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  • Writer's pictureOliver Nowak

Become a People Expert, not a Technology Expert

Technology has become an integral part of our lives, but why do we buy technology? The simple answer is: to solve people problems.

In other words, people always need to come first. What do they need? How can we make their lives better?

The most successful technology companies of the last few decades have become experts at this. They aren’t technology experts, they’re people experts.

Perhaps the greatest advocate of this approach has been Apple.

Apple iTunes was released in January 2001, and shortly afterwards, the iPod followed. It was an immediate hit. Without a doubt, the iPod was a great product, it had all the features to make it one of the most technologically advanced MP3 players of the time. However, this wasn’t the key reason as to why it was so popular. Most of the credit has to go to how it was marketed - “1,000 songs in your pocket”.

In one sentence, Steve Jobs summarised how the iPod revolutionised how people consumed and experienced music. Sure, there were a whole list of features which made this possible, but what really bought people in was the visual this created. They could see themselves, with an iPod in their pocket and could almost tangibly feel how it was going to enhance their lives. Suddenly, people had an experience they quickly found they couldn’t live without.

Now, interestingly, what most people don’t know is how significant this was for Apple at the time. By 2001, they were facing bankruptcy and the launch of the iPod was essentially their last hope. How different the world would be today if it had failed.

Of course, we all know now, the iPod has become obsolete and rather than purchase and download songs individually, we instead rely on music subscription services like Spotify, or, Apple’s version, Apple Music. But what matters, is that it was the beginning of an approach that would ultimately make Apple not only one of the defining tech companies of our time, but one of THE defining companies. They’re almost thought of as a lifestyle company, rather than a tech company. Why? - because they focus on people. On the experience, not on features.

It reminds me of one of my favourite quotes by Henry Ford:

“If I had asked people what they wanted, they would have said faster horses.”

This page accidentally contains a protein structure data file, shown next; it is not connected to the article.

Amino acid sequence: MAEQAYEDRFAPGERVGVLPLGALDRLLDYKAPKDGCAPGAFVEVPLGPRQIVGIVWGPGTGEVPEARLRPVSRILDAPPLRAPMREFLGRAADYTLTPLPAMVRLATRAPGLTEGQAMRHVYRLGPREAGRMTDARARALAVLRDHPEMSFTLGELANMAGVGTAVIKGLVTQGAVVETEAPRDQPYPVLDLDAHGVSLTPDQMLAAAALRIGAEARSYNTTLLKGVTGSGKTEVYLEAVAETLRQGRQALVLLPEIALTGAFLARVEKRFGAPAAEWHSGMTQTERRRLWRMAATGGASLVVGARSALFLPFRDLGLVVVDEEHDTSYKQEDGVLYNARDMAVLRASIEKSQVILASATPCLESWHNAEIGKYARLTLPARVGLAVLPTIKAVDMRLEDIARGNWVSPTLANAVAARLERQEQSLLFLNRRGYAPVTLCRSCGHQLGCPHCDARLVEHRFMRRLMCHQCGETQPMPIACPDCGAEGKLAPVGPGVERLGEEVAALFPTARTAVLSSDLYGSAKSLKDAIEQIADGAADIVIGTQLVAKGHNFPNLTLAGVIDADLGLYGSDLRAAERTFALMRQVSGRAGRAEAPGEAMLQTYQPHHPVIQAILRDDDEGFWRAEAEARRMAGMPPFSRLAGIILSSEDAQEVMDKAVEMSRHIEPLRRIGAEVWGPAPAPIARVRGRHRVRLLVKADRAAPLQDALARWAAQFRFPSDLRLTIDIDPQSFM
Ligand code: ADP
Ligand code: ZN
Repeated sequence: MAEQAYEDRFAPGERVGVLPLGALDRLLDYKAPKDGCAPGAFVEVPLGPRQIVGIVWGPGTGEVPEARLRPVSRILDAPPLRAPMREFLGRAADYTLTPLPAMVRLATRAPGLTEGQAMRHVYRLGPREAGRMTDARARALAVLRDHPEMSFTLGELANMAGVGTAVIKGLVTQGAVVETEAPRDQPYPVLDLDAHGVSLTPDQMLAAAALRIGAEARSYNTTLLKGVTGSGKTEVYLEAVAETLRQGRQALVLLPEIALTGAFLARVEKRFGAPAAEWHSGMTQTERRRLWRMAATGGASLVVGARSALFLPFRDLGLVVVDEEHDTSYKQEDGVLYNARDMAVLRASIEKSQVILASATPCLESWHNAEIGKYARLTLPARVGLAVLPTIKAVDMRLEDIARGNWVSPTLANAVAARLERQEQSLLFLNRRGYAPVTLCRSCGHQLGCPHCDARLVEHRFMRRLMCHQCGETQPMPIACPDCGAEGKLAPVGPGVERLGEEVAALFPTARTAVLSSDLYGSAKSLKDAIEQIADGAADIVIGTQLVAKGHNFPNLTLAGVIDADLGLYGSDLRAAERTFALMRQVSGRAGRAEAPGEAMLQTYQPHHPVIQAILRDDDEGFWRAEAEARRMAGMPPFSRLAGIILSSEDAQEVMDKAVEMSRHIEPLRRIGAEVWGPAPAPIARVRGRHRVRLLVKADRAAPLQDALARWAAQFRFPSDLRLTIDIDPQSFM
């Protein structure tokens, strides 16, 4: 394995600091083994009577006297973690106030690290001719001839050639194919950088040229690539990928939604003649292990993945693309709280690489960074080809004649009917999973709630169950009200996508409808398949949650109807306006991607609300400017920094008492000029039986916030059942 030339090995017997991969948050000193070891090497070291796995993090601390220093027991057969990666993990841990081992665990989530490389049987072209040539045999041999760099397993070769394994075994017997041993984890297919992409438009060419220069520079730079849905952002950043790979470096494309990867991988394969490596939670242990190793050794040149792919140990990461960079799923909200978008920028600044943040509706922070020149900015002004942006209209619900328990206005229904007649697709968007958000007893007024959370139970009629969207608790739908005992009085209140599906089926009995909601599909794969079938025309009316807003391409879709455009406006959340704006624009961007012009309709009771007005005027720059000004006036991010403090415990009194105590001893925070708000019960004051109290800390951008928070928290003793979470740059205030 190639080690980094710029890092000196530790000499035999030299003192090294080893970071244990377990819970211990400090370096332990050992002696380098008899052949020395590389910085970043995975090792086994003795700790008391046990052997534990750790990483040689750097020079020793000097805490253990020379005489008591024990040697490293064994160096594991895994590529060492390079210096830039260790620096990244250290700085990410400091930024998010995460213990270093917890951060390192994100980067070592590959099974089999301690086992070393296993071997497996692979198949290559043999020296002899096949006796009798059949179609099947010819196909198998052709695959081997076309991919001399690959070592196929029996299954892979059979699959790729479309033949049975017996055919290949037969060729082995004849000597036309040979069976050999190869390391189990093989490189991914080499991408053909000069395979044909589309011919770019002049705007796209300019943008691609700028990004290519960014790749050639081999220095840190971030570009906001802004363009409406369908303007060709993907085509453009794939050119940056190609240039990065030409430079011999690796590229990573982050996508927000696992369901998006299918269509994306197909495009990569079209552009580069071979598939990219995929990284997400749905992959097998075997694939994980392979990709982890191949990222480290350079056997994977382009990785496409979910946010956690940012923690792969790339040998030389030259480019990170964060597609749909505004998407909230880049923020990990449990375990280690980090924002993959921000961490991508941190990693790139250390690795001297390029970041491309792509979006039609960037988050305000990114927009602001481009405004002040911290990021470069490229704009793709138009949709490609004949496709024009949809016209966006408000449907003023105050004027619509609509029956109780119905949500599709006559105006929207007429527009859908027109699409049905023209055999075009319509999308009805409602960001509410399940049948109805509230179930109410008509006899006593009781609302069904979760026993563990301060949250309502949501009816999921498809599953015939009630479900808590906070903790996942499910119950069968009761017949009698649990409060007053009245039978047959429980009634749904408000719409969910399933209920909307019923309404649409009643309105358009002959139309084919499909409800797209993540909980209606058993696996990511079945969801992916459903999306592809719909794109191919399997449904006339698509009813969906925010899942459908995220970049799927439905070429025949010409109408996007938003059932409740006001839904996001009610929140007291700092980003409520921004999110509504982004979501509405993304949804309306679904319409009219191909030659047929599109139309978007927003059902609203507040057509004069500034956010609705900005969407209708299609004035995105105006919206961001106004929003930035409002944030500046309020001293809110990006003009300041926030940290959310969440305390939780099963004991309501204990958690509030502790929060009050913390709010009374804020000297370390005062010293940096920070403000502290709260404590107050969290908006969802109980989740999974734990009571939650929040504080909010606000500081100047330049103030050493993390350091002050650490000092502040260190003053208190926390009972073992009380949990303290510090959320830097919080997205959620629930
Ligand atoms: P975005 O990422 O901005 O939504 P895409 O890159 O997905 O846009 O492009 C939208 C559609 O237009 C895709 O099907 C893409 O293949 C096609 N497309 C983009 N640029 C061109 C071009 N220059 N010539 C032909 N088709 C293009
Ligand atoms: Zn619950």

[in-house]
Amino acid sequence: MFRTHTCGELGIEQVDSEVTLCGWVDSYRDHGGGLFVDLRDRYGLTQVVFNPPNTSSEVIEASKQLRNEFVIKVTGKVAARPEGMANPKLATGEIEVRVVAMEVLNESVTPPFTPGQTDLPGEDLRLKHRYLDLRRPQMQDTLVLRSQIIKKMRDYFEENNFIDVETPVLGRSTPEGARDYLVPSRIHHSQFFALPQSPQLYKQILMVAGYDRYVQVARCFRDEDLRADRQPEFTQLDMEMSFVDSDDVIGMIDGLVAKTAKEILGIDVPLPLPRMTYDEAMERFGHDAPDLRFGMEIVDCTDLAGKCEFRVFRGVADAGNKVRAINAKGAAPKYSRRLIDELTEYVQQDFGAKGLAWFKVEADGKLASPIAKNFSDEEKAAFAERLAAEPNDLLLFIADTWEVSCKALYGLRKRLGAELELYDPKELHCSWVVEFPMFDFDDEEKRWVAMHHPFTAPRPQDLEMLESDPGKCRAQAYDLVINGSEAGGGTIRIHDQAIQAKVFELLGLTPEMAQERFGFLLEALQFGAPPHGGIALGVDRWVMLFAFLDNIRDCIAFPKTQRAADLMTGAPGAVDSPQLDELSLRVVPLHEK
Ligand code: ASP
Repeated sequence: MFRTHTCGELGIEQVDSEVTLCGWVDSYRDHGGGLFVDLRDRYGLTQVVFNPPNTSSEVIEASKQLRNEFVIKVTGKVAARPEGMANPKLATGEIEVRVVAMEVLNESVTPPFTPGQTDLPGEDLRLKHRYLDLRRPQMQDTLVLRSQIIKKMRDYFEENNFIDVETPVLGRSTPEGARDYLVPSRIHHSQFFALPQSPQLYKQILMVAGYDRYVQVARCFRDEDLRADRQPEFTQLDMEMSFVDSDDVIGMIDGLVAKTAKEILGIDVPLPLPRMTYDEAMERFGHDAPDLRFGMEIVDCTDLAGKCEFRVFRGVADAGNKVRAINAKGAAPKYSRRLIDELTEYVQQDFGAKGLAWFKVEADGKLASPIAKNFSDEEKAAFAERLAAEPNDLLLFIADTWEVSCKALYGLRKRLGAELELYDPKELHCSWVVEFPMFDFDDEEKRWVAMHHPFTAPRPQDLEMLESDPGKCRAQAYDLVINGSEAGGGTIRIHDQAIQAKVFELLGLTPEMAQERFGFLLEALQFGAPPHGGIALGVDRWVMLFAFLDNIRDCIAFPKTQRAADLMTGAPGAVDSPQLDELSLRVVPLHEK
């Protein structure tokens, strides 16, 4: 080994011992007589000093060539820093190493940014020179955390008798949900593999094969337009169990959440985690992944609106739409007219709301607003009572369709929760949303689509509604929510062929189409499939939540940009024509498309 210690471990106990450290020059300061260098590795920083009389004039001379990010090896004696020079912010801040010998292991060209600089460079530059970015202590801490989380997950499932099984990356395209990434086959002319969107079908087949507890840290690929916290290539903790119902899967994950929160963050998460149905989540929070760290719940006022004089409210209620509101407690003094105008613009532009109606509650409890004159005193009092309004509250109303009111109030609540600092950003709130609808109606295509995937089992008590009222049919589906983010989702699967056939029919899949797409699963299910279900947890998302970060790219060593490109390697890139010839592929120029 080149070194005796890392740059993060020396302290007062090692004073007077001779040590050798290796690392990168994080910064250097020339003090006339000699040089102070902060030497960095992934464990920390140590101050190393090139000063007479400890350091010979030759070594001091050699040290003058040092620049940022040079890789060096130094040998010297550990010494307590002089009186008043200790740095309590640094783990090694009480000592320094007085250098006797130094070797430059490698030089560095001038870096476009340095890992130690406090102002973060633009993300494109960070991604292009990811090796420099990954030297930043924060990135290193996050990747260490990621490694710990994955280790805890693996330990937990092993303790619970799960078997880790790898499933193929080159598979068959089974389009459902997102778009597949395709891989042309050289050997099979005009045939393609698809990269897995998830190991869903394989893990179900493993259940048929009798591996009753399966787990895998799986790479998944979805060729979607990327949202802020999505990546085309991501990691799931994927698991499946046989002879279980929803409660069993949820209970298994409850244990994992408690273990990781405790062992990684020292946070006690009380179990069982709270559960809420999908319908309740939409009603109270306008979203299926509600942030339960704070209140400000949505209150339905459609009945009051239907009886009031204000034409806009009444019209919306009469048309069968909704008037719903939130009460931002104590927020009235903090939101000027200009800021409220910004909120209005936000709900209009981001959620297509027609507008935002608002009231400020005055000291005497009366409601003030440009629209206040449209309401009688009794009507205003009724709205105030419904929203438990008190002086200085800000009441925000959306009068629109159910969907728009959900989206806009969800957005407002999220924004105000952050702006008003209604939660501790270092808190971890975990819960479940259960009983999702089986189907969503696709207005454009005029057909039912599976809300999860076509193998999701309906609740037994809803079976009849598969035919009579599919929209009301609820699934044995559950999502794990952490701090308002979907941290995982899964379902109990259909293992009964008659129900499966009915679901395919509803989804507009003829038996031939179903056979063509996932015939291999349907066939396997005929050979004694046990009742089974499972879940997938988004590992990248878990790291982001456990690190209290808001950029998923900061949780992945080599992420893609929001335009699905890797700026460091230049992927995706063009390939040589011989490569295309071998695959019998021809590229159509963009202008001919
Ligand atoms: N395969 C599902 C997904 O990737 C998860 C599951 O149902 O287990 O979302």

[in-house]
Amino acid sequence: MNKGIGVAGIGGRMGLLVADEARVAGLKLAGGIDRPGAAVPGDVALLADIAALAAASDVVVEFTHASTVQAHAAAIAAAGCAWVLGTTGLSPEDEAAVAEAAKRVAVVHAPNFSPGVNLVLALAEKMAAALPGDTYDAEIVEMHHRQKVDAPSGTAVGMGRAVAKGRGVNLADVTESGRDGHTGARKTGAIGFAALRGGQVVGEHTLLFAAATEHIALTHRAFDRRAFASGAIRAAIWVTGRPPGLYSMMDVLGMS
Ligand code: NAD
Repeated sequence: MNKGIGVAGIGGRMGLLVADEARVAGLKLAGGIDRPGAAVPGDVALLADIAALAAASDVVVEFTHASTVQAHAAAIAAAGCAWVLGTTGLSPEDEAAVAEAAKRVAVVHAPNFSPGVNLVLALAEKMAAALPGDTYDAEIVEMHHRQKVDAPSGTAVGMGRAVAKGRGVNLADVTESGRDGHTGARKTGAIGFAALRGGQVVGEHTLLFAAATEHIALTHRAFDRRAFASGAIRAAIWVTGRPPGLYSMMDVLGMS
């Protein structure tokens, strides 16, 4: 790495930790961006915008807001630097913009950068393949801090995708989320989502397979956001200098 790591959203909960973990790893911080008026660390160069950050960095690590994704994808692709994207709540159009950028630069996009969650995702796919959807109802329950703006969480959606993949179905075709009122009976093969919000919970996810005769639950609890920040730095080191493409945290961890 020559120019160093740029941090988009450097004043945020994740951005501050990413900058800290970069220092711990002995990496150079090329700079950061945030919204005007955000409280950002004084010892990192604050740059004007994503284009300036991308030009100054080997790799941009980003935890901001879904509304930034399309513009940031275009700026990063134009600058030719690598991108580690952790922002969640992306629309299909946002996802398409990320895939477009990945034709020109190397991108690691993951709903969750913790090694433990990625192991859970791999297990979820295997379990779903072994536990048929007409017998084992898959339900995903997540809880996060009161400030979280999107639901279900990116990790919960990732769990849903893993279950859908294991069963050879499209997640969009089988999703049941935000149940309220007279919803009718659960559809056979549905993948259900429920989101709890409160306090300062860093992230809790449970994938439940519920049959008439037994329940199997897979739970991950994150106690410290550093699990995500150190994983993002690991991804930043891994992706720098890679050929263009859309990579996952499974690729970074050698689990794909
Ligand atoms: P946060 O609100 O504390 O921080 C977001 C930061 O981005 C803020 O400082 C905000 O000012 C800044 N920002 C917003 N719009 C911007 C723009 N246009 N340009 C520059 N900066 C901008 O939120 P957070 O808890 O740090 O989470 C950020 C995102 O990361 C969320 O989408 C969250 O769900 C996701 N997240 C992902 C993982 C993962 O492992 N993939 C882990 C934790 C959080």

The same goes for the technology we use in our businesses. Technology is all about solving people problems. People need to be at the forefront of everything we do from the first to the last moment. When you start by saying you want to transform the services you deliver your employees by building a portal that does XYZ, you’re already enclosing yourself into a box. You’re making certain assumptions. What if a portal isn’t the right way to go? Is that transformative?

If I asked someone in IT to build me the perfect service portal, they would probably all come up with something reasonably similar. It would include a Knowledge Base, a service catalogue, integrate with a chatbot etc etc. But what if instead I asked you to transform the employee experience to empower productivity & increase employee satisfaction, the possibilities are endless. In fact, you may come up with the iPhone.

It’s a lot less specific. In fact, in many ways it’s frustratingly general. But it opens up possibilities for innovation. And most importantly of all, it puts the people this transformation is targeted at, at the centre. Now it’s a proper design problem with all realms of creative possibilities.

When we focus too much on features, it puts blinders on and prevents us from digging deeper into the heart of the problem.

So what can you take away from this and start applying in your organisation?

Technology is bought to solve people problems, so find out what problems your people are facing. Choose whatever medium you think is best for this be it through interview, surveys, creating ideation portals, and so on…

Successful technology companies are people experts, not technology experts. Take a moment and look around your organisation. Forget about technology and think only about the people experience. How can people’s experience be improved for the better? Be creative. Only then do you think about the technology as a source of these creative solutions.

Put innovation first. Excite people. Bring people together in new ways to drive innovation. You can do this through hackathons, innovation challenges to get the competitive juices flowing, run design thinking workshops to facilitate structured brainstorming or open innovation labs to give people a dedicated space to work on new ideas/projects. Whatever works for your organisation.

Start small and see where you go from there. Who knows, you might become one of the defining organisations of this generation.

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